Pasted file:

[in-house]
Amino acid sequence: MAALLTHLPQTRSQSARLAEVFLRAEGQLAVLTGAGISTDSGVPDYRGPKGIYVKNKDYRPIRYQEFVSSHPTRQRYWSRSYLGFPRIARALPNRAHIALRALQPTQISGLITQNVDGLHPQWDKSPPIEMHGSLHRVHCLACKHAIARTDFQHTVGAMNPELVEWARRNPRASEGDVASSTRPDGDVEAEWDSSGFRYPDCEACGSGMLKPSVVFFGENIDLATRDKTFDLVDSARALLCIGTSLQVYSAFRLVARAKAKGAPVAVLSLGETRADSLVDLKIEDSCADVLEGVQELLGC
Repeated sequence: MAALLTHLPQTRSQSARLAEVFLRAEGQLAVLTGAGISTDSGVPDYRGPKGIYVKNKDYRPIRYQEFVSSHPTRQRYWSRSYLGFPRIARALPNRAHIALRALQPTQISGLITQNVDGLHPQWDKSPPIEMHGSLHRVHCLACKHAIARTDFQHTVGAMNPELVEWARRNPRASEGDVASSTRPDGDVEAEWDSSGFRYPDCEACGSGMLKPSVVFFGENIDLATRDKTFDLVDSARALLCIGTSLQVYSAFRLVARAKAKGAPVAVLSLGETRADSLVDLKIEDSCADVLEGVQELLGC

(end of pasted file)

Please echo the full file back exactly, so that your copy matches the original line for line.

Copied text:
[in-house]
Amino acid sequence: MAALLTHLPQTRSQSARLAEVFLRAEGQLAVLTGAGISTDSGVPDYRGPKGIYVKNKDYRPIRYQEFVSSHPTRQRYWSRSYLGFPRIARALPNRAHIALRALQPTQISGLITQNVDGLHPQWDKSPPIEMHGSLHRVHCLACKHAIARTDFQHTVGAMNPELVEWARRNPRASEGDVASSTRPDGDVEAEWDSSGFRYPDCEACGSGMLKPSVVFFGENIDLATRDKTFDLVDSARALLCIGTSLQVYSAFRLVARAKAKGAPVAVLSLGETRADSLVDLKIEDSCADVLEGVQELLGC
Repeated sequence: MAALLTHLPQTRSQSARLAEVFLRAEGQLAVLTGAGISTDSGVPDYRGPKGIYVKNKDYRPIRYQEFVSSHPTRQRYWSRSYLGFPRIARALPNRAHIALRALQPTQISGLITQNVDGLHPQWDKSPPIEMHGSLHRVHCLACKHAIARTDFQHTVGAMNPELVEWARRNPRASEGDVASSTRPDGDVEAEWDSSGFRYPDCEACGSGMLKPSVVFFGENIDLATRDKTFDLVDSARALLCIGTSLQVYSAFRLVARAKAKGAPVAVLSLGETRADSLVDLKIEDSCADVLEGVQELLGC